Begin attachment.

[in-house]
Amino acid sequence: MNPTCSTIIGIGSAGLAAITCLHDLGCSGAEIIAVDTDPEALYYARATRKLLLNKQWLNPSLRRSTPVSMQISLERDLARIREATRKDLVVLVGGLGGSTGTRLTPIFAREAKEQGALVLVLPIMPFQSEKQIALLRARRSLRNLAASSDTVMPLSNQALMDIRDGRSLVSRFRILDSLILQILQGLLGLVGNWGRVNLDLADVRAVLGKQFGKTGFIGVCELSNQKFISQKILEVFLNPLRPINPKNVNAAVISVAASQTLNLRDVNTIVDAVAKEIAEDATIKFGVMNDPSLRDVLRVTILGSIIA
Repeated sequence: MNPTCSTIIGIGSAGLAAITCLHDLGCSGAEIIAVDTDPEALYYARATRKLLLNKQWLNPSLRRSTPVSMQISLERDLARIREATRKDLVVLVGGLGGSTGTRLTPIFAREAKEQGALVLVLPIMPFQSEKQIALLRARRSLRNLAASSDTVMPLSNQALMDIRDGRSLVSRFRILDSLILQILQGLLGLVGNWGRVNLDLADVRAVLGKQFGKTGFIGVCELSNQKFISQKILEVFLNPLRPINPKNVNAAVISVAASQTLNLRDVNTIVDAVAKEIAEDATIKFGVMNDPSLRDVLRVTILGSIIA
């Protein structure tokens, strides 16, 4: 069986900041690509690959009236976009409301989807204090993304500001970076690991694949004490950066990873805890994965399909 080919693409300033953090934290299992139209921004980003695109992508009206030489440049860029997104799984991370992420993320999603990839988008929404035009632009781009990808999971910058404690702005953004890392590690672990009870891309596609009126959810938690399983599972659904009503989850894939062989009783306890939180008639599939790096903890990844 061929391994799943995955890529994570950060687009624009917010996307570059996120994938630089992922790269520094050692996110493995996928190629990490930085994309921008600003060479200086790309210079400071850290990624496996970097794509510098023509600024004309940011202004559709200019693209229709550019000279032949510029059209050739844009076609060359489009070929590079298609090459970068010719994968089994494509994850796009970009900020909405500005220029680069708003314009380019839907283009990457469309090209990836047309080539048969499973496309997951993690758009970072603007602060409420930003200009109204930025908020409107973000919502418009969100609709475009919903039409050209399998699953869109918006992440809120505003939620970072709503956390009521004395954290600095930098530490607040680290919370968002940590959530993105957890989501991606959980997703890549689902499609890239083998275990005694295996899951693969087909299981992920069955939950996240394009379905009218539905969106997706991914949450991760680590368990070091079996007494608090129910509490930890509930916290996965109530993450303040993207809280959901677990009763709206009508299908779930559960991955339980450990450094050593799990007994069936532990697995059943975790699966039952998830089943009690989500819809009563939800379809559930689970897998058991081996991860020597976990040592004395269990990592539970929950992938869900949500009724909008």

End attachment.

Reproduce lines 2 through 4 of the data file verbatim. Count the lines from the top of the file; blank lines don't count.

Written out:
Amino acid sequence: MNPTCSTIIGIGSAGLAAITCLHDLGCSGAEIIAVDTDPEALYYARATRKLLLNKQWLNPSLRRSTPVSMQISLERDLARIREATRKDLVVLVGGLGGSTGTRLTPIFAREAKEQGALVLVLPIMPFQSEKQIALLRARRSLRNLAASSDTVMPLSNQALMDIRDGRSLVSRFRILDSLILQILQGLLGLVGNWGRVNLDLADVRAVLGKQFGKTGFIGVCELSNQKFISQKILEVFLNPLRPINPKNVNAAVISVAASQTLNLRDVNTIVDAVAKEIAEDATIKFGVMNDPSLRDVLRVTILGSIIA
Repeated sequence: MNPTCSTIIGIGSAGLAAITCLHDLGCSGAEIIAVDTDPEALYYARATRKLLLNKQWLNPSLRRSTPVSMQISLERDLARIREATRKDLVVLVGGLGGSTGTRLTPIFAREAKEQGALVLVLPIMPFQSEKQIALLRARRSLRNLAASSDTVMPLSNQALMDIRDGRSLVSRFRILDSLILQILQGLLGLVGNWGRVNLDLADVRAVLGKQFGKTGFIGVCELSNQKFISQKILEVFLNPLRPINPKNVNAAVISVAASQTLNLRDVNTIVDAVAKEIAEDATIKFGVMNDPSLRDVLRVTILGSIIA
């Protein structure tokens, strides 16, 4: 069986900041690509690959009236976009409301989807204090993304500001970076690991694949004490950066990873805890994965399909 080919693409300033953090934290299992139209921004980003695109992508009206030489440049860029997104799984991370992420993320999603990839988008929404035009632009781009990808999971910058404690702005953004890392590690672990009870891309596609009126959810938690399983599972659904009503989850894939062989009783306890939180008639599939790096903890990844 061929391994799943995955890529994570950060687009624009917010996307570059996120994938630089992922790269520094050692996110493995996928190629990490930085994309921008600003060479200086790309210079400071850290990624496996970097794509510098023509600024004309940011202004559709200019693209229709550019000279032949510029059209050739844009076609060359489009070929590079298609090459970068010719994968089994494509994850796009970009900020909405500005220029680069708003314009380019839907283009990457469309090209990836047309080539048969499973496309997951993690758009970072603007602060409420930003200009109204930025908020409107973000919502418009969100609709475009919903039409050209399998699953869109918006992440809120505003939620970072709503956390009521004395954290600095930098530490607040680290919370968002940590959530993105957890989501991606959980997703890549689902499609890239083998275990005694295996899951693969087909299981992920069955939950996240394009379905009218539905969106997706991914949450991760680590368990070091079996007494608090129910509490930890509930916290996965109530993450303040993207809280959901677990009763709206009508299908779930559960991955339980450990450094050593799990007994069936532990697995059943975790699966039952998830089943009690989500819809009563939800379809559930689970897998058991081996991860020597976990040592004395269990990592539970929950992938869900949500009724909008």